chalcedony: (science works)
Yesterday, the temperature in Mitribah, Kuwait got up to 129.2 degrees Fahrenheit. According to Weather Underground (, that's a record for Earth's Eastern hemisphere.
chalcedony: (nerdvana)
No mention of the lack of experimental evidence, but who cares - this is great! I've got to check out this guy's YouTube channel and watch his other videos.

Bohemian Gravity:


Sep. 13th, 2013 01:03 pm
chalcedony: (science blue)
Fans of various science fiction shows and movies have long argued jokingly (or not) about which genre show has had the most effect on this country's real-world space program. Although I once saw a post where someone seriously suggested Lost in Space as the one that had most inspired future scientists and engineers, most people seem to favor either Star Trek or Star Wars. I'm not sure, but I think the quote below may hold our answer, at least for one guy at NASA.

"Voyager has boldly gone where no probe has gone before, marking one of the most significant technological achievements in the annals of the history of science, and adding a new chapter in human scientific dreams and endeavors," said NASA’s Associate Administrator for Science John Grunsfeld. "Perhaps some future deep space explorers will catch up with Voyager, our first interstellar envoy, and reflect on how this intrepid spacecraft helped enable their journey." (Quote from the io9 article on Voyager’s status.)

So Voyager is out there in interstellar space. Now we just have to sit back and wait for those aliens to pick it up. ;)
chalcedony: (dinosaur brains)
I missed the news yesterday, so I just saw this a few minutes ago. What a mess! Must look into who is coordinating rescue operations and see if they're taking contributions.

Where I reveal that I'm not a nice person )

We must get a handle on this.
chalcedony: (nerdvana)
The Mars Reconnaissance Orbiter caught a photo of Curiosity as it was landing.

MRO Curiosity

Yes, I am in Nerd Heaven. :)
chalcedony: (sunset on Mars)
NASA has posted the landing on YouTube. This is what I watched live last night.

One thing that really jumped out at me as I was re-watching it just now: Look at all the women! This may seem like a no-brainer to many of you, but I've been watching launches and landings since Alan Shepherd's first flight. I remember when Mission Control was a total sausage fest, and this is just so refreshing.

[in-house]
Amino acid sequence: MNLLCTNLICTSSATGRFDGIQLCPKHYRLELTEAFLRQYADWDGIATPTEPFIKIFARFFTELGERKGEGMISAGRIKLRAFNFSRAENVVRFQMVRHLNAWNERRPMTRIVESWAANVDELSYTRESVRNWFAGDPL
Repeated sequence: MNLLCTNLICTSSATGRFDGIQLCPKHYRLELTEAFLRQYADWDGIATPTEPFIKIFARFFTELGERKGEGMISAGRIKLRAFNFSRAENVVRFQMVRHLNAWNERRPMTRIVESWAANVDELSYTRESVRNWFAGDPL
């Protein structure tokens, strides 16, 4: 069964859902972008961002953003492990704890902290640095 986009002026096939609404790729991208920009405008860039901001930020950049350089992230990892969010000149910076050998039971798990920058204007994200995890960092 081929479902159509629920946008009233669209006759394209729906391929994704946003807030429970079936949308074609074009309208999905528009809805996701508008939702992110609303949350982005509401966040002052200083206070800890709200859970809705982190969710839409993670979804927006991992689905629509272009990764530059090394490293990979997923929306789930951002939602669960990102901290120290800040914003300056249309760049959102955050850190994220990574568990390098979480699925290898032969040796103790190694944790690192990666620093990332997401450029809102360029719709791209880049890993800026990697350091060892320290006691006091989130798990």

I couldn't find Howard in the group, though.


Aug. 6th, 2012 01:33 am
chalcedony: (Marvin)
... has landed!

ETA: I have finally joined the 21st century. This is the first time I've watched a landing, not on TV, but on my computer. Let's hear it for NASA TV!!

ETA2: I love watching nerds celebrate. :)

Uh oh

Oct. 3rd, 2011 04:27 pm
chalcedony: (home)
An article published yesterday in the on-line version of Nature, titled "Unprecedented Arctic Ozone Loss in 2011" describes ... well, just what the title says. We now have a hole in the ozone layer over the North pole to match our previously existing hole over the South pole. Good for us!

My life is hectic beyond belief right now. I haven't even read email in well over a week, so if you're waiting for a reply ... end of this week, I promise.
chalcedony: (happy birthday)
And if you don't know who he was, what did you do in high school? ;)



Mar. 11th, 2011 07:40 am
chalcedony: (geologist)
Yowsa! Poor Japan. That's a whole lot of energy releasing all at once. Of course, the media are all concentrating on the tsunami it generated and which is moving east even as I type, but the quake itself is going to provide lots of interesting information over the next few weeks.

If you're curious:
chalcedony: (dinosaur brains)
You know how a big chunk of ice breaks off the Antarctica glacier every summer (usually in November or December)? Guess where else it's starting to happen on a big scale?


May. 11th, 2010 07:42 am
chalcedony: (dinosaur brains)
Thirty-seven tornadoes in one day a couple of weeks ago, thirty in one day yesterday. I wonder if there could be some sort of over-arching climatological reason for this?

Nah, it's just God testing us.
chalcedony: (geologist)
I've been highly entertained by the news coverage of the ongoing volcanic eruption in Iceland and the subsequent disruption of air travel worldwide. I particularly enjoyed it when Ernie Anastos of the Fox affiliate in NYC refered to the volcano as a "freak of nature". No, Ernie, the volcano is 100% natural for Earth; it is you who are the freak.

So what's the deal with the volcanic ash? Warning! Geology professor ramblings! )

Of course, I'm now wondering if we'll get a cool summer out of this. I hope so.
chalcedony: (ninety degrees)
An excellent illustration of why science education is so critically important:


chalcedony: (Default)

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